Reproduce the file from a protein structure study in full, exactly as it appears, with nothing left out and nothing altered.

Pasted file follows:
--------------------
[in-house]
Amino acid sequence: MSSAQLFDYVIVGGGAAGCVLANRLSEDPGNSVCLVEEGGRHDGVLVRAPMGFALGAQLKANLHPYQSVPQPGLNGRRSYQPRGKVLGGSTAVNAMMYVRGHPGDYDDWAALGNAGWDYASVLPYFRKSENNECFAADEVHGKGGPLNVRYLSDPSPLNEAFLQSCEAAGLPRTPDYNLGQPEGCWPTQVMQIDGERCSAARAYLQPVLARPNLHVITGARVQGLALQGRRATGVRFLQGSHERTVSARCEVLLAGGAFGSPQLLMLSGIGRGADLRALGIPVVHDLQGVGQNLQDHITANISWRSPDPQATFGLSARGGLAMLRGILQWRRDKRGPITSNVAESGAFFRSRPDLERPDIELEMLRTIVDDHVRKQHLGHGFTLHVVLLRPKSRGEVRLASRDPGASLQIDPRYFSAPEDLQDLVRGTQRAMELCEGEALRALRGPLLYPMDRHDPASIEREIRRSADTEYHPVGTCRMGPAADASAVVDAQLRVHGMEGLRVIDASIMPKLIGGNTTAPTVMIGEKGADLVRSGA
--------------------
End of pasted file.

[in-house]
Amino acid sequence: MSSAQLFDYVIVGGGAAGCVLANRLSEDPGNSVCLVEEGGRHDGVLVRAPMGFALGAQLKANLHPYQSVPQPGLNGRRSYQPRGKVLGGSTAVNAMMYVRGHPGDYDDWAALGNAGWDYASVLPYFRKSENNECFAADEVHGKGGPLNVRYLSDPSPLNEAFLQSCEAAGLPRTPDYNLGQPEGCWPTQVMQIDGERCSAARAYLQPVLARPNLHVITGARVQGLALQGRRATGVRFLQGSHERTVSARCEVLLAGGAFGSPQLLMLSGIGRGADLRALGIPVVHDLQGVGQNLQDHITANISWRSPDPQATFGLSARGGLAMLRGILQWRRDKRGPITSNVAESGAFFRSRPDLERPDIELEMLRTIVDDHVRKQHLGHGFTLHVVLLRPKSRGEVRLASRDPGASLQIDPRYFSAPEDLQDLVRGTQRAMELCEGEALRALRGPLLYPMDRHDPASIEREIRRSADTEYHPVGTCRMGPAADASAVVDAQLRVHGMEGLRVIDASIMPKLIGGNTTAPTVMIGEKGADLVRSGA